Now, just days after the former president responded to the tragic violence with a powerful Nelson Mandela quote, his tweet has become the most-liked in history.

The record-breaking tweet in the series of three includes an image of Obama smiling through a window at four children, accompanied by Mandela’s words, “No one is born hating another person because of the color of his skin or his background or his religion…”

The tweet quickly gained over 2 million likes by Tuesday afternoon, and on Wednesday a spokesperson from Twitter confirmed to Mashable it had become the second most liked tweet of all time.

Then on Tuesday night at approximately 10:07 p.m. ET, Obama’s tweet catapulted to the top of the Twitter totem, setting a new all-time record. The tweet netted an impressive 2,705,809 likes (and rising) at the time of writing. 

The second most-liked tweet now belongs to Ariana Grande, whose 2017 emotional message to fans after the deadly Manchester bombing attack at her concert received 2,703,448 likes. And of course, the third most-liked tweet in history goes to Ellen DeGeneres’ beloved Oscars selfie from 2014, with 2,418,912 likes.

But while Obama’s tweet may be the most liked, a Twitter spokesperson confirmed Tuesday it’s only the fifth most retweeted tweet ever —trailing behind Ariana Grande, Louis Tomlinson, Ellen DeGeneres, and of course, the infamous plea for Wendy’s chicken nuggets.

Still … not too shabby, right? What do you think, Trump?

Https%3a%2f%2fblueprint api production.s3.amazonaws.com%2fuploads%2fvideo uploaders%2fdistribution thumb%2fimage%2f81242%2fb6d3a512 c741 4ae5 9f87 ef4bc2b1cff0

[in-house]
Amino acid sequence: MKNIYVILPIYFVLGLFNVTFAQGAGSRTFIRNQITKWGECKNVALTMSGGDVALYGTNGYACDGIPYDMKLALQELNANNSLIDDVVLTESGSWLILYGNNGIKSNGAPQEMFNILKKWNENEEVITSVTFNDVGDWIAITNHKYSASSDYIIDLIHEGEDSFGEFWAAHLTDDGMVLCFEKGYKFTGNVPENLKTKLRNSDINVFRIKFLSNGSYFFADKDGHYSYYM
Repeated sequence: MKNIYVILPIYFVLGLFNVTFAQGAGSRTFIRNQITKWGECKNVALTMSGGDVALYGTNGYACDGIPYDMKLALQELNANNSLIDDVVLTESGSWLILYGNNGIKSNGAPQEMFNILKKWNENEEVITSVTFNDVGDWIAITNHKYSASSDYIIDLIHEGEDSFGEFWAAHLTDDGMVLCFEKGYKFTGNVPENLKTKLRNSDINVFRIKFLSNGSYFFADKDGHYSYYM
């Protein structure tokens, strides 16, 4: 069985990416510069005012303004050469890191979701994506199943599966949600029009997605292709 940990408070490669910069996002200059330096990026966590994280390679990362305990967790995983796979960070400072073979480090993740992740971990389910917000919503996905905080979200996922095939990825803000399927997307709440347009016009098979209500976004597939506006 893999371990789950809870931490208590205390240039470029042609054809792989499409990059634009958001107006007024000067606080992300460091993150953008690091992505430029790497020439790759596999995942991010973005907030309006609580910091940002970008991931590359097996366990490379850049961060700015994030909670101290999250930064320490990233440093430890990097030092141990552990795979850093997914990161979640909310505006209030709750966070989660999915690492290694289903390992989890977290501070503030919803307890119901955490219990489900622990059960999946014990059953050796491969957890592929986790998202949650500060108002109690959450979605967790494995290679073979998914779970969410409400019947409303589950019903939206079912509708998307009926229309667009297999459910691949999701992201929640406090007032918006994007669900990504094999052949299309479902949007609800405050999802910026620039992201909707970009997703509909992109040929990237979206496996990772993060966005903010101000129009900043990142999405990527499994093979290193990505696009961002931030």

Instagram is updating its comments with conversation threads

Instagram comments just got a major upgrade.
Instagram comments just got a major upgrade.

Image: lili sams/mashable

Today, Instagram announced a major upgrade to its comments section that will let people thread different conversations under a single post.

The feature was first reported as a test on Android apps earlier this summer, but now, the company is adding threaded comments to everyone’s accounts on both Android and iOS.

When users hit “reply” on a comment after today’s update, the comment will appear in a nested thread. Before the update, all replies lived in one column, making it difficult to have multiple conversations on the same post.

Instagram comment threads took a note from Facebook.

Instagram comment threads took a note from Facebook.

Image: instagram

You’ll notice that when you reply to a comment now, it will be slightly indented to the right of the original comment. This should make is way easier to reply to different people on a single post without muddling the entire comment section.

The update essentially makes Instagram posts similar to the threaded comments already seen on Facebook. Chatting back and forth on a post should become just as easy on Instagram as it already is on Facebook.